By Jim Gehman, Player Engagement Insider
James Hurst closed out his University of North Carolina career in the 2013 Belk Bowl against Cincinnati by breaking his left leg. Not an ideal situation for someone hoping to embark on a career in professional football.
The two-time All-ACC offensive tackle was unable to participate in on-field drills at the NFL Combine, but did meet with team coaches and scouts. Hurst, however, was not drafted. Again, not an ideal situation, but he made the best of it.
“When you’re drafted, you don’t really have a say in what team you end up on,” Hurst said. “But being undrafted, there’s somewhat of a choice. You and your agent get together and look at the different situations, coaches, depth charts, and kind of put yourself in a situation to succeed.
“We had about 20 teams (call about signing as a free agent following the Draft), but luckily, my agent handled most of those. It was a good feeling, but at the end of the day you know you weren’t drafted for a reason, so you’ve got to do something to get better.”
Hurst chose to sign with the Baltimore Ravens.
“I knew it was a good opportunity at the Ravens as far as the depth chart was concerned,” he said. “That was part of the reason why I came here. Juan Castillo was the O-line coach and he’s got a good track record of developing younger guys and getting them plenty of reps. Those were some of the factors in choosing the Ravens, and then once I got here, it was just improving, battling with myself to make sure I was better today than I was yesterday.”
The opportunity for Hurst to get better day after day was strengthened by having veteran teammates to learn from.
“(Guard/tackle) Marshal Yanda’s kind of everyone’s example just because of the way he works, the way hew conducts himself,” Hurst said. “But we had a pretty veteran offensive line. Eugene Monroe was the left tackle. Kelechi Osemele was the left guard. Just being able to watch those guys work and their different playing styles, it helped me get kind of a clear view of things that worked. Just having that experienced group in front of me, I think, was a big bonus.”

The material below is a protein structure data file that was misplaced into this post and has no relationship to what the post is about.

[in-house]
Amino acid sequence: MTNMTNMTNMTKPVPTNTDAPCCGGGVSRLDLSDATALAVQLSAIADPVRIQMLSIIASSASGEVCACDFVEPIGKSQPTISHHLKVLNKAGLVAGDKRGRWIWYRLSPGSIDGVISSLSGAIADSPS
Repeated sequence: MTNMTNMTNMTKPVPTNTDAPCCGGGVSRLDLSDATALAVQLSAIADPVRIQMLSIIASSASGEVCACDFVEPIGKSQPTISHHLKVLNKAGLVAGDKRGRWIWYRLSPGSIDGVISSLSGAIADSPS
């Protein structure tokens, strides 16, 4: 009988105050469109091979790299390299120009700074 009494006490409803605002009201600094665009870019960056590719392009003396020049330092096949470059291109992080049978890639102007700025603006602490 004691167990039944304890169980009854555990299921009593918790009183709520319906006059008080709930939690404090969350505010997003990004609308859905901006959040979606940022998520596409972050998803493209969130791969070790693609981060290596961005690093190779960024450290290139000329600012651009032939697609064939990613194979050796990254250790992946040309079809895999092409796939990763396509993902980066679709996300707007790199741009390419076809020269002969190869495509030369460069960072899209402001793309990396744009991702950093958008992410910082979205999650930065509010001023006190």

In addition to playing on special teams, Hurst, who has not missed a game during his NFL career, made five starts at left tackle as a rookie. The following season, he made eight starts at left tackle or tight end in the jumbo formation. And in 2016, he made three starts at both tackle positions.
“It was unique. Definitely not boring,” Hurst said with a laugh. “We had several injuries here and there, so it was kind of a shuffle. But really invaluable playing time, especially as a rookie.”
This season, Hurst opened training camp as the starting right tackle, but was moved to left guard after Alex Lewis was lost for the season with a torn labrum in his shoulder. He’s now listed on Baltimore’s depth chart as the first-string left guard and second-string left tackle and right tackle.
If nothing else, the guy’s versatile.
“Luckily, I’ve had a lot of experience playing different positions, so that’s definitely helped just knowing that hey, if something happens, I’ve played there before,” Hurst said. “I’ve gotten reps, I can be confident in what I’m doing at whatever position.
“[The biggest challenges between playing inside at guard or outside at tackle are] mostly about your technique and then the guys you’re facing. On the edge at tackle, you’ve got a lot more space, a lot more speed; you’ve got to be able to cover ground. Whereas inside, there’s less space, but you’ve got a lot more power. You’ve got bigger guys in there trying to push the pocket back. So, it’s all about your technique differences and understanding the player that you’re going against.
“Team to team is different. Some teams rotate in a lot of guys. You could be blocking four, maybe five different guys in a game. Other teams, you know you’re going to get the same guy almost every play. So, it’s definitely knowing the scouting report, watching the film, knowing their tendencies and knowing what to look out for.”
Hurst is understandably proud that the Ravens coaches have shown confidence in him.
“A huge part of being a good O-lineman is being consistent and being reliable,” Hurst said. “That’s something you work towards every day. But, yeah, knowing different positions and having the coaches’ trust that you can play those different positions and just being given an opportunity, it is an honor. But you’ve got to be prepared for that and hold up your end of the bargain.”